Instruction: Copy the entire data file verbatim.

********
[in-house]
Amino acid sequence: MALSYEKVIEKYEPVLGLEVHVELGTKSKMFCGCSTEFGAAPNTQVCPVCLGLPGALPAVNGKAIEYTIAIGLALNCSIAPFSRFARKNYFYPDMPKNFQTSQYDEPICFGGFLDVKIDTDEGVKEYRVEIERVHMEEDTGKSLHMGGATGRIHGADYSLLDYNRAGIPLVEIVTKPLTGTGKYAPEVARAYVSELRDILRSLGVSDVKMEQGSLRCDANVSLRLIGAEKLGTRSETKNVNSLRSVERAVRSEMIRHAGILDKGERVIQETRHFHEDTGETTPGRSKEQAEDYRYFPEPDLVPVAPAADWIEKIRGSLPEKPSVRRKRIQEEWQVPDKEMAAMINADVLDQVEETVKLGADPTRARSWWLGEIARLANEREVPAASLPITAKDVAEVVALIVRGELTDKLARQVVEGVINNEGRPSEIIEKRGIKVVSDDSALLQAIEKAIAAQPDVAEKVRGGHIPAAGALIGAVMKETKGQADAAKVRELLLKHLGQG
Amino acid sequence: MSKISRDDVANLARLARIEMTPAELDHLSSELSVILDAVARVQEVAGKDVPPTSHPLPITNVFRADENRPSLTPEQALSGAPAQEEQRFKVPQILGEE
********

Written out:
[in-house]
Amino acid sequence: MALSYEKVIEKYEPVLGLEVHVELGTKSKMFCGCSTEFGAAPNTQVCPVCLGLPGALPAVNGKAIEYTIAIGLALNCSIAPFSRFARKNYFYPDMPKNFQTSQYDEPICFGGFLDVKIDTDEGVKEYRVEIERVHMEEDTGKSLHMGGATGRIHGADYSLLDYNRAGIPLVEIVTKPLTGTGKYAPEVARAYVSELRDILRSLGVSDVKMEQGSLRCDANVSLRLIGAEKLGTRSETKNVNSLRSVERAVRSEMIRHAGILDKGERVIQETRHFHEDTGETTPGRSKEQAEDYRYFPEPDLVPVAPAADWIEKIRGSLPEKPSVRRKRIQEEWQVPDKEMAAMINADVLDQVEETVKLGADPTRARSWWLGEIARLANEREVPAASLPITAKDVAEVVALIVRGELTDKLARQVVEGVINNEGRPSEIIEKRGIKVVSDDSALLQAIEKAIAAQPDVAEKVRGGHIPAAGALIGAVMKETKGQADAAKVRELLLKHLGQG
Amino acid sequence: MSKISRDDVANLARLARIEMTPAELDHLSSELSVILDAVARVQEVAGKDVPPTSHPLPITNVFRADENRPSLTPEQALSGAPAQEEQRFKVPQILGEE